Language is a very important part of human existence—it allows us to communicate with each other. The language areas of the brain are located in the left hemisphere, which is in the left half of the cerebrum. When there is damage, it can result in a speech or communication disorder.
1. Broca's Aphasia
In 1861, Paul Broca observed a patient who could only say one word: “tan.” Examination of the patient's brain revealed that there was damage to the left frontal cortex. The University of Washington states that symptoms of Broca's aphasia include slurred speech, problems forming words, and the inability producing speech; however, a patient with Broca's aphasia can understand language.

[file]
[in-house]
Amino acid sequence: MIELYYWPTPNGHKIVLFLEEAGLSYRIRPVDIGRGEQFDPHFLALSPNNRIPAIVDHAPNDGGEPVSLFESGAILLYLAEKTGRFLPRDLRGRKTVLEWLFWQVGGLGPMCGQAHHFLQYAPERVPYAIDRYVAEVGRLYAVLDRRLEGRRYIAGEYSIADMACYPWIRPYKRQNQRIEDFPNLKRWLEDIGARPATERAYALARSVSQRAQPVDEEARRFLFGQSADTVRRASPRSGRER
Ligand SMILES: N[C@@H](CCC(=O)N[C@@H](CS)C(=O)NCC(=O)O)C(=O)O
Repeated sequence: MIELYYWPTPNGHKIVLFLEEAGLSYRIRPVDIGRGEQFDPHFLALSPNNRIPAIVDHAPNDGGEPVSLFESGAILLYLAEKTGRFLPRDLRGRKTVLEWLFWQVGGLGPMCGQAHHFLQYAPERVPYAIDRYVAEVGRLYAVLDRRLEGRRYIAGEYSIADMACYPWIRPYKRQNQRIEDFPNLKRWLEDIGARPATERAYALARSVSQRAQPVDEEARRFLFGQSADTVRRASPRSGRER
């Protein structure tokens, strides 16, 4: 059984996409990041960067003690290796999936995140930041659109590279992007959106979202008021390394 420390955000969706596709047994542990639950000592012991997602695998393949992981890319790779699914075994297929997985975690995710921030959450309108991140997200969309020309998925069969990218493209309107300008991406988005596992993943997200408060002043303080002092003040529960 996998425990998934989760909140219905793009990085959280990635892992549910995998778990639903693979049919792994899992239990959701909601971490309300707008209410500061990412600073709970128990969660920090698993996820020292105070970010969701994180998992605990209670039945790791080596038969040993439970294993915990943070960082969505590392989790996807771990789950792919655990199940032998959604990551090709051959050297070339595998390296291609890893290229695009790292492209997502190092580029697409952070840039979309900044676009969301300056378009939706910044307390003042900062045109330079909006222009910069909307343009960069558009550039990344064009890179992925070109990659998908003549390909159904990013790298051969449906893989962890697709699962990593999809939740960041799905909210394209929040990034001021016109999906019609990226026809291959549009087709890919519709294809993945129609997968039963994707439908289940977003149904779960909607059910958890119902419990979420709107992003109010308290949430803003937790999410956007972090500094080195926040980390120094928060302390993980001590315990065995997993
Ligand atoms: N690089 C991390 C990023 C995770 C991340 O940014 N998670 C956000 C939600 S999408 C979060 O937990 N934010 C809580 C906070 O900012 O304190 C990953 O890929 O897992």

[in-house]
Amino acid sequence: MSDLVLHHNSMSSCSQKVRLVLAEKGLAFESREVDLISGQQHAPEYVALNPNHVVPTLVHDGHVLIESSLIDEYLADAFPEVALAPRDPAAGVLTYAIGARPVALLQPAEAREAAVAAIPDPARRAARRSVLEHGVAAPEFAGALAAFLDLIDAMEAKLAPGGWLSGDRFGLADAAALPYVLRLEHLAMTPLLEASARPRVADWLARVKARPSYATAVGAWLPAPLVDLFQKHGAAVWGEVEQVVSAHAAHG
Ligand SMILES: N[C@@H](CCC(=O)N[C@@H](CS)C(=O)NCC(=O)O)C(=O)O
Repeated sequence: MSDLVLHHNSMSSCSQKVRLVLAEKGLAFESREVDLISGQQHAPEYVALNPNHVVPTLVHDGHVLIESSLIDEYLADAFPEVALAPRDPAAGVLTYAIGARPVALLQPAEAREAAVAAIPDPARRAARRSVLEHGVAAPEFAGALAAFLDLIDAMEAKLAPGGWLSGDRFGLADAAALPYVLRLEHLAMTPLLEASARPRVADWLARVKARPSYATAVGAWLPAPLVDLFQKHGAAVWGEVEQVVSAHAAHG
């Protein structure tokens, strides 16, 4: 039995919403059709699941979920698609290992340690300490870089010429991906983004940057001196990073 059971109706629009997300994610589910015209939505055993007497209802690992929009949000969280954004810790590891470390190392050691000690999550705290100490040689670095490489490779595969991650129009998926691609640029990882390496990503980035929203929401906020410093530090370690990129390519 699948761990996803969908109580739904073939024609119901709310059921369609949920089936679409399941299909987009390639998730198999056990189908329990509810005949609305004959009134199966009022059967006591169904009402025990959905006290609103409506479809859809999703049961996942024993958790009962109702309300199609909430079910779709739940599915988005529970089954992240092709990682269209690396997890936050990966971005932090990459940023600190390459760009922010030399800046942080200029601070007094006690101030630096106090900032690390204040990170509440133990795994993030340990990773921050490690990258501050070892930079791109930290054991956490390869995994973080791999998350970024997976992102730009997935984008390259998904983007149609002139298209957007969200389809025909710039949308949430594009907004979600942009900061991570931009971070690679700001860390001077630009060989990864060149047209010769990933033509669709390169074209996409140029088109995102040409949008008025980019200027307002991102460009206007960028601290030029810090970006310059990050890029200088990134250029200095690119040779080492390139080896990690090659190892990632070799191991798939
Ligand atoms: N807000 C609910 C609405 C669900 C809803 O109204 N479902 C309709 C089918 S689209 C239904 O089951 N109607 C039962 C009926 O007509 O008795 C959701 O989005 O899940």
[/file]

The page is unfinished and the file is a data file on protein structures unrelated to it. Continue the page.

2. Wernicke's Aphasia
The University of Washington states that Wernicke's aphasia was discovered by Karl Wernicke in 1876, when he found that his patients were having different language problems than patients diagnosed with Broca's Aphasia. The reason was the location of the brain damage: the posterior part of the temporal lobe. Symptoms include the inability to understand language and nonsensical order of words; the patient, however, can speak clearly.